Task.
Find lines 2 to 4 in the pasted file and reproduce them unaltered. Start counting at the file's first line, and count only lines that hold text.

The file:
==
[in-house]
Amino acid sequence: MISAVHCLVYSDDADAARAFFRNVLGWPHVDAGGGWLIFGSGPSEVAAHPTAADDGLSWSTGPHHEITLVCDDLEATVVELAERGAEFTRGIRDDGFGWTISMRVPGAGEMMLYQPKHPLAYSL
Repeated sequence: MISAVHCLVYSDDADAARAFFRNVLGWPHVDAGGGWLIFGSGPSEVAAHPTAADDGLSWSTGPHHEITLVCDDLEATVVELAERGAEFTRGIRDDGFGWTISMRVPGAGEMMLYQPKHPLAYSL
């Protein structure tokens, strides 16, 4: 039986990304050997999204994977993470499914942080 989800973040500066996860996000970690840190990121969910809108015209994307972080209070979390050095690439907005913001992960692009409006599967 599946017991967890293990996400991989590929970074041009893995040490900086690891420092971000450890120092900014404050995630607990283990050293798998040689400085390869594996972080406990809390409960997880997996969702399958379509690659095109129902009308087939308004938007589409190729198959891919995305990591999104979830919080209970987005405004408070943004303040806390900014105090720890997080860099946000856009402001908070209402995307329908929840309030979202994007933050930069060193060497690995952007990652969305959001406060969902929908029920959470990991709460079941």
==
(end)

Amino acid sequence: MISAVHCLVYSDDADAARAFFRNVLGWPHVDAGGGWLIFGSGPSEVAAHPTAADDGLSWSTGPHHEITLVCDDLEATVVELAERGAEFTRGIRDDGFGWTISMRVPGAGEMMLYQPKHPLAYSL
Repeated sequence: MISAVHCLVYSDDADAARAFFRNVLGWPHVDAGGGWLIFGSGPSEVAAHPTAADDGLSWSTGPHHEITLVCDDLEATVVELAERGAEFTRGIRDDGFGWTISMRVPGAGEMMLYQPKHPLAYSL
């Protein structure tokens, strides 16, 4: 039986990304050997999204994977993470499914942080 989800973040500066996860996000970690840190990121969910809108015209994307972080209070979390050095690439907005913001992960692009409006599967 599946017991967890293990996400991989590929970074041009893995040490900086690891420092971000450890120092900014404050995630607990283990050293798998040689400085390869594996972080406990809390409960997880997996969702399958379509690659095109129902009308087939308004938007589409190729198959891919995305990591999104979830919080209970987005405004408070943004303040806390900014105090720890997080860099946000856009402001908070209402995307329908929840309030979202994007933050930069060193060497690995952007990652969305959001406060969902929908029920959470990991709460079941």